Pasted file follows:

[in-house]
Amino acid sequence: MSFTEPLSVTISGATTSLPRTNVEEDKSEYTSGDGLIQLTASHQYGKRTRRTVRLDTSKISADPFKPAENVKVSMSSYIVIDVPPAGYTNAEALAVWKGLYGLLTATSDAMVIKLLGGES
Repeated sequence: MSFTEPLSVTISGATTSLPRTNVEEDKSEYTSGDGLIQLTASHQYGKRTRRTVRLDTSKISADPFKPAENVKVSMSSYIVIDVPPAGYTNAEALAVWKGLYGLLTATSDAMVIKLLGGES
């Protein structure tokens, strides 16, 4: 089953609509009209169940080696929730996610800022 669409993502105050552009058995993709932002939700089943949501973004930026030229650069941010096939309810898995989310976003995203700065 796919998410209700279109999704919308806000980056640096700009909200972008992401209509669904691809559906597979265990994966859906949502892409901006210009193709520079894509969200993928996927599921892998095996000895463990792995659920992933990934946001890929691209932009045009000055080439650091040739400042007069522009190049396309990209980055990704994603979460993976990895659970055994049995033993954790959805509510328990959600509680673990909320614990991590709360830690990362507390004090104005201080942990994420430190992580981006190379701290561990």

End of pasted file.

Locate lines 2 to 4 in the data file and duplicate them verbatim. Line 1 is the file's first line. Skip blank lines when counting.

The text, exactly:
Amino acid sequence: MSFTEPLSVTISGATTSLPRTNVEEDKSEYTSGDGLIQLTASHQYGKRTRRTVRLDTSKISADPFKPAENVKVSMSSYIVIDVPPAGYTNAEALAVWKGLYGLLTATSDAMVIKLLGGES
Repeated sequence: MSFTEPLSVTISGATTSLPRTNVEEDKSEYTSGDGLIQLTASHQYGKRTRRTVRLDTSKISADPFKPAENVKVSMSSYIVIDVPPAGYTNAEALAVWKGLYGLLTATSDAMVIKLLGGES
């Protein structure tokens, strides 16, 4: 089953609509009209169940080696929730996610800022 669409993502105050552009058995993709932002939700089943949501973004930026030229650069941010096939309810898995989310976003995203700065 796919998410209700279109999704919308806000980056640096700009909200972008992401209509669904691809559906597979265990994966859906949502892409901006210009193709520079894509969200993928996927599921892998095996000895463990792995659920992933990934946001890929691209932009045009000055080439650091040739400042007069522009190049396309990209980055990704994603979460993976990895659970055994049995033993954790959805509510328990959600509680673990909320614990991590709360830690990362507390004090104005201080942990994420430190992580981006190379701290561990």